The media has been is an up roar about the most recent 60 Minutes interview with author, Michael Lewis. In the interview, Lewis claims that the stock market is “rigged” due to the high-frequency trading.
We have come a long way (since markets of yester-year)!
My concern about this perception is that investors who need to participate in the markets (Financial Capital that replaces their Human Capital concept) will be scared away from prudent investing by mutual funds.
Bottom Line … this hurts the Day-trader trying to trade against the big boys.
Whether advisors, or their clients, are negative on markets and feel they are “rigged” doesn’t change the fact that most investors need market (stock and short term bonds) exposure if they want their assets to outlive them. The good news is that if advisors use Dimensional they (and their clients) can let them (or Vanguard) worry about advancement in markets, technology, and trading strategy.
There is a prudent, structured and sensible manner to approach the markets.
Below is a counter argument approach and summary to high frequency trading.
CBS MoneyWatch Article: Jack Bogle: Michael Lewis is wrong about rigged markets by Jonathan Berr
Loring Ward blog: Most recent post addresses this issue and the question being raised.
Talking Points from DFA:
The issues discussed in the 60 Minutes segment are not new, and do not generally apply to what we do. Regardless of what one believes about market structure, high frequency trading is actually a positive for Dimensional because we are comfortable with the technology (use similar tools to HFTs) and can exert control over our trading process.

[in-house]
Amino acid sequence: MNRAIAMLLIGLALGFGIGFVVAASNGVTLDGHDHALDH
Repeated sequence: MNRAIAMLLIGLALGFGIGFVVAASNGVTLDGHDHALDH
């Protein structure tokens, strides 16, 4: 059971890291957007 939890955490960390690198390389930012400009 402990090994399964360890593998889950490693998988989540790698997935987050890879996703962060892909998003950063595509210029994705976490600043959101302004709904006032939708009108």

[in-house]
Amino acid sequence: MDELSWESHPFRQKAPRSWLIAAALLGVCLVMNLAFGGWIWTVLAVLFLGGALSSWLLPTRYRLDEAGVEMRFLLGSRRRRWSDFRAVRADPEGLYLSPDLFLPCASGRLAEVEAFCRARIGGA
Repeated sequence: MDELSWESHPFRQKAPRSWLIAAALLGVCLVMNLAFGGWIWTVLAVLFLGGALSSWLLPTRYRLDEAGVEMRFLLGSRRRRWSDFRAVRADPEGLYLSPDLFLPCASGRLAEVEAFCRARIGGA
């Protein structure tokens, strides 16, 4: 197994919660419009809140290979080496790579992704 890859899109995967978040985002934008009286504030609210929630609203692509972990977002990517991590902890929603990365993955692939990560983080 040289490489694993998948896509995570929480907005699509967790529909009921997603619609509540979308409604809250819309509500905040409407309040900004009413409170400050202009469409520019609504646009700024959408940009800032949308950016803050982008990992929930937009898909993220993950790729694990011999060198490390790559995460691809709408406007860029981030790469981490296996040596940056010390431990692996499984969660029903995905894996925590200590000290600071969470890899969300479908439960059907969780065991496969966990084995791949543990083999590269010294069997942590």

- The 60 Minutes segment discussed an issue that does not generally apply to Dimensional because it relates to market orders and order routing practices we do not typically use. This issue is not new. Over time as technology advances, we should expect that some market participants use speed or information to try to profit. Dimensional pays close attention to trading costs and has advanced its trading methods as markets have evolved.
- The issue highlighted in the show affects parties that are primarily “seeking” liquidity and care about executing trades in specific securities within short periods of time. This is not consistent with Dimensional’s cost sensitive trading approach.
Dimensional’s distinct approach to investing is designed to protect those clients from being exposed to unnecessary costs.
- We design strategies to minimize unnecessary turnover.
- We generally avoid crossing the spread, or stay on “right side of the trade”, by not demanding liquidity or seeking immediacy in our trades.
- One of our key differentiators is that we generally do not require our traders to execute every share of an order candidate.
- Traders have – and frequently use – the option to reach the end of a trading session with orders that are partially filled or not filled at all.
- There are two key drivers of that flexibility:
- We can look at similar securities with similar characteristics as close substitutes for one another.
- Traders have real-time flexibility to be patient and opportunistic in executing candidate orders from portfolio managers.
- A large part of our trading implementation is that we are not generally required to trade any given stock.
Dimensional considers and monitors trading costs very carefully.
- We engage and rank very well according to third-party trading cost analyses.
- We have a team dedicated to studying our trading tactics and outcomes.
- We work with leaders in this field of study within academia (one of which is Sunil Wahal).
Dimensional has access to IEX and trades on IEX.
- IEX is a non-displayed Alternative Trading System commonly referred to as a “Dark Pool,” where buy or sell quotes are not visible.
- We do not prioritize IEX in any way or treat it differently than we would any other dark pool similar to it.
- IEX is trading less than 0.5% of the US equity market volume.
In the interest of disclosure: I do use DFA sub-managed SA Funds with most clients (not a fund requirement, but a business decision I’ve made for clients). This blog is not a solicitation; simply an explanation.